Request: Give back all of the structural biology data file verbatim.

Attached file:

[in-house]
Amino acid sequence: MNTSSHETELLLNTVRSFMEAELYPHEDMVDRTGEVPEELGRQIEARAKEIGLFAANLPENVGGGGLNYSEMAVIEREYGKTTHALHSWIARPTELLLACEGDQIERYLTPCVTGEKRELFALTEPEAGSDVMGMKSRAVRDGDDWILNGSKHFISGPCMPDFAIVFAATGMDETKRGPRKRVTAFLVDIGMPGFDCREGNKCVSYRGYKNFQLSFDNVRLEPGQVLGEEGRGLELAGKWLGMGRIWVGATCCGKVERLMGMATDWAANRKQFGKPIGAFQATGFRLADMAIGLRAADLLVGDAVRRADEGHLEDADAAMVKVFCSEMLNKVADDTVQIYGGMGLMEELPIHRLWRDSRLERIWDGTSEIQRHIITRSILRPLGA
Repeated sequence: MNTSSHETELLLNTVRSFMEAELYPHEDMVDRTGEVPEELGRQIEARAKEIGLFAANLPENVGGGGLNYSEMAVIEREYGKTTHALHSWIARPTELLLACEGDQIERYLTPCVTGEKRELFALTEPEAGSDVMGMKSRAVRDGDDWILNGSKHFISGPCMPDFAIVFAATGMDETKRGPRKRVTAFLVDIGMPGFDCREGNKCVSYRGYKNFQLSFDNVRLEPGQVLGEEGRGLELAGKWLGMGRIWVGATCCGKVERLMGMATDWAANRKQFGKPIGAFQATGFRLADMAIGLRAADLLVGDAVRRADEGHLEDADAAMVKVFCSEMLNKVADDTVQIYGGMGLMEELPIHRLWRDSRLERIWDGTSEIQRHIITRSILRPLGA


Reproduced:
[in-house]
Amino acid sequence: MNTSSHETELLLNTVRSFMEAELYPHEDMVDRTGEVPEELGRQIEARAKEIGLFAANLPENVGGGGLNYSEMAVIEREYGKTTHALHSWIARPTELLLACEGDQIERYLTPCVTGEKRELFALTEPEAGSDVMGMKSRAVRDGDDWILNGSKHFISGPCMPDFAIVFAATGMDETKRGPRKRVTAFLVDIGMPGFDCREGNKCVSYRGYKNFQLSFDNVRLEPGQVLGEEGRGLELAGKWLGMGRIWVGATCCGKVERLMGMATDWAANRKQFGKPIGAFQATGFRLADMAIGLRAADLLVGDAVRRADEGHLEDADAAMVKVFCSEMLNKVADDTVQIYGGMGLMEELPIHRLWRDSRLERIWDGTSEIQRHIITRSILRPLGA
Repeated sequence: MNTSSHETELLLNTVRSFMEAELYPHEDMVDRTGEVPEELGRQIEARAKEIGLFAANLPENVGGGGLNYSEMAVIEREYGKTTHALHSWIARPTELLLACEGDQIERYLTPCVTGEKRELFALTEPEAGSDVMGMKSRAVRDGDDWILNGSKHFISGPCMPDFAIVFAATGMDETKRGPRKRVTAFLVDIGMPGFDCREGNKCVSYRGYKNFQLSFDNVRLEPGQVLGEEGRGLELAGKWLGMGRIWVGATCCGKVERLMGMATDWAANRKQFGKPIGAFQATGFRLADMAIGLRAADLLVGDAVRRADEGHLEDADAAMVKVFCSEMLNKVADDTVQIYGGMGLMEELPIHRLWRDSRLERIWDGTSEIQRHIITRSILRPLGA